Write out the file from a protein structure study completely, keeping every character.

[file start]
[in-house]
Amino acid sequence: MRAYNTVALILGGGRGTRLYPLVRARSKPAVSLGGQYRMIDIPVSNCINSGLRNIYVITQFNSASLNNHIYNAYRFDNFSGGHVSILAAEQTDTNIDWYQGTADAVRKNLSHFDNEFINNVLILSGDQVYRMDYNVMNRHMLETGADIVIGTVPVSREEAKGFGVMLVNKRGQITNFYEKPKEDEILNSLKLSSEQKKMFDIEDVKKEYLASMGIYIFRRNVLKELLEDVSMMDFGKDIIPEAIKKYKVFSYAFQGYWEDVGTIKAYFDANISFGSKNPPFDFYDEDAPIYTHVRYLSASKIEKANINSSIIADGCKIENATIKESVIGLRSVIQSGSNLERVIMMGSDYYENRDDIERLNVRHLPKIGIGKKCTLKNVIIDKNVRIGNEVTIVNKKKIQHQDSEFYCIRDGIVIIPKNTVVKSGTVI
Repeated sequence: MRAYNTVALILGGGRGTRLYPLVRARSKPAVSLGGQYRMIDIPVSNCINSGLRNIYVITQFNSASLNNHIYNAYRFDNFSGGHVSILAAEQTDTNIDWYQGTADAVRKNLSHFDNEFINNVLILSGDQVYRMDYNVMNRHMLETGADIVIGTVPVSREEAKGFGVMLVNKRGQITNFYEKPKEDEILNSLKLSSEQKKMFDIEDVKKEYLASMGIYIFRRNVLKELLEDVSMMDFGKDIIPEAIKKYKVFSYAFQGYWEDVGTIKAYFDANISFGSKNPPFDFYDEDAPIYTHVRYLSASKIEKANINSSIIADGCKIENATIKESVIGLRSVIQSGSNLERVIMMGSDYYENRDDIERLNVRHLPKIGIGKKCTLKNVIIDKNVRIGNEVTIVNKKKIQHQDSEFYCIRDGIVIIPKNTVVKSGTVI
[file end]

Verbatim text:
[in-house]
Amino acid sequence: MRAYNTVALILGGGRGTRLYPLVRARSKPAVSLGGQYRMIDIPVSNCINSGLRNIYVITQFNSASLNNHIYNAYRFDNFSGGHVSILAAEQTDTNIDWYQGTADAVRKNLSHFDNEFINNVLILSGDQVYRMDYNVMNRHMLETGADIVIGTVPVSREEAKGFGVMLVNKRGQITNFYEKPKEDEILNSLKLSSEQKKMFDIEDVKKEYLASMGIYIFRRNVLKELLEDVSMMDFGKDIIPEAIKKYKVFSYAFQGYWEDVGTIKAYFDANISFGSKNPPFDFYDEDAPIYTHVRYLSASKIEKANINSSIIADGCKIENATIKESVIGLRSVIQSGSNLERVIMMGSDYYENRDDIERLNVRHLPKIGIGKKCTLKNVIIDKNVRIGNEVTIVNKKKIQHQDSEFYCIRDGIVIIPKNTVVKSGTVI
Repeated sequence: MRAYNTVALILGGGRGTRLYPLVRARSKPAVSLGGQYRMIDIPVSNCINSGLRNIYVITQFNSASLNNHIYNAYRFDNFSGGHVSILAAEQTDTNIDWYQGTADAVRKNLSHFDNEFINNVLILSGDQVYRMDYNVMNRHMLETGADIVIGTVPVSREEAKGFGVMLVNKRGQITNFYEKPKEDEILNSLKLSSEQKKMFDIEDVKKEYLASMGIYIFRRNVLKELLEDVSMMDFGKDIIPEAIKKYKVFSYAFQGYWEDVGTIKAYFDANISFGSKNPPFDFYDEDAPIYTHVRYLSASKIEKANINSSIIADGCKIENATIKESVIGLRSVIQSGSNLERVIMMGSDYYENRDDIERLNVRHLPKIGIGKKCTLKNVIIDKNVRIGNEVTIVNKKKIQHQDSEFYCIRDGIVIIPKNTVVKSGTVI